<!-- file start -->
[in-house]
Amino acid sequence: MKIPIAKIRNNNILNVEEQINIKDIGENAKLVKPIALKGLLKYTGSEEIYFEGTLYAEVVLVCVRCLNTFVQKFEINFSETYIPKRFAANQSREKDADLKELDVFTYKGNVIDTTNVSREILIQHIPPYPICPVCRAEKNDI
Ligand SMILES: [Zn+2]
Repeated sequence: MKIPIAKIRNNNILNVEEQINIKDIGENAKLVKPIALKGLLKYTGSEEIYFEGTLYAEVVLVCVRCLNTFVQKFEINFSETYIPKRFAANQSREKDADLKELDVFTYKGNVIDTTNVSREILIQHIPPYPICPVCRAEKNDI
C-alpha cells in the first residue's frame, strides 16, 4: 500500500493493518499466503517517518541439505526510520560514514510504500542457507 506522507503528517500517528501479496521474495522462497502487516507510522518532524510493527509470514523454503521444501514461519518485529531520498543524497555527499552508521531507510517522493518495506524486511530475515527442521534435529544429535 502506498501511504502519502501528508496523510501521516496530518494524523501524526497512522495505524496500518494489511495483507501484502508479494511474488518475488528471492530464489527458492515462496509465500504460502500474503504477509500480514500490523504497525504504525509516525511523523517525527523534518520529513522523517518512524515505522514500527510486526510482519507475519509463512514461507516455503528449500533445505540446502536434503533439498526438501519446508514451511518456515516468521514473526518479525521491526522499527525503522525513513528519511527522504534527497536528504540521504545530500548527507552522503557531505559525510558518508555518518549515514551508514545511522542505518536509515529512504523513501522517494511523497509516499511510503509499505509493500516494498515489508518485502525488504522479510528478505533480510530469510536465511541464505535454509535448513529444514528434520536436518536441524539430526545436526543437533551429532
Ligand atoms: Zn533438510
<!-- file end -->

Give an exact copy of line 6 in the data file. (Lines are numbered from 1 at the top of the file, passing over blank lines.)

Ligand atoms: Zn533438510